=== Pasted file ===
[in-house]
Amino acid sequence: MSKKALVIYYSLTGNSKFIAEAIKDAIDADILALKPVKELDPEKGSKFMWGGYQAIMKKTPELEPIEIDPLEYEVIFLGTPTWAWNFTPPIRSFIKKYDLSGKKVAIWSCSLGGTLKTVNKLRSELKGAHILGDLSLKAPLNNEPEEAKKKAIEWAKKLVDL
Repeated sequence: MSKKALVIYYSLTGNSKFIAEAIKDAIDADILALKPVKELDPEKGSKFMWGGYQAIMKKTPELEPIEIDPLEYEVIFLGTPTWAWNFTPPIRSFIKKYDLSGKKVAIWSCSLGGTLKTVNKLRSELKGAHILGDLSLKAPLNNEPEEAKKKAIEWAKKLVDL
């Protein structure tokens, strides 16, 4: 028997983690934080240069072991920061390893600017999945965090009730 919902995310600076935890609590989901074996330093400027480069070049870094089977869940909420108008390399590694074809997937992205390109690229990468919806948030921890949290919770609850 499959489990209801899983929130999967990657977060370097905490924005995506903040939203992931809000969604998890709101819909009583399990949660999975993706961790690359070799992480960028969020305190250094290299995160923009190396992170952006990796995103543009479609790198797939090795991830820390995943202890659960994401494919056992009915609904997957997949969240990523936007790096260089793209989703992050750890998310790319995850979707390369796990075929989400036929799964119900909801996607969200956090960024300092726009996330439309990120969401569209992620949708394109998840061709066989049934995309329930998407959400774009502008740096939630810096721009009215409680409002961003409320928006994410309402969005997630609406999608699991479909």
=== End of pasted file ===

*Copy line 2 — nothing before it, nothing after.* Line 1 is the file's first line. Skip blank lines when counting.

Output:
Amino acid sequence: MSKKALVIYYSLTGNSKFIAEAIKDAIDADILALKPVKELDPEKGSKFMWGGYQAIMKKTPELEPIEIDPLEYEVIFLGTPTWAWNFTPPIRSFIKKYDLSGKKVAIWSCSLGGTLKTVNKLRSELKGAHILGDLSLKAPLNNEPEEAKKKAIEWAKKLVDL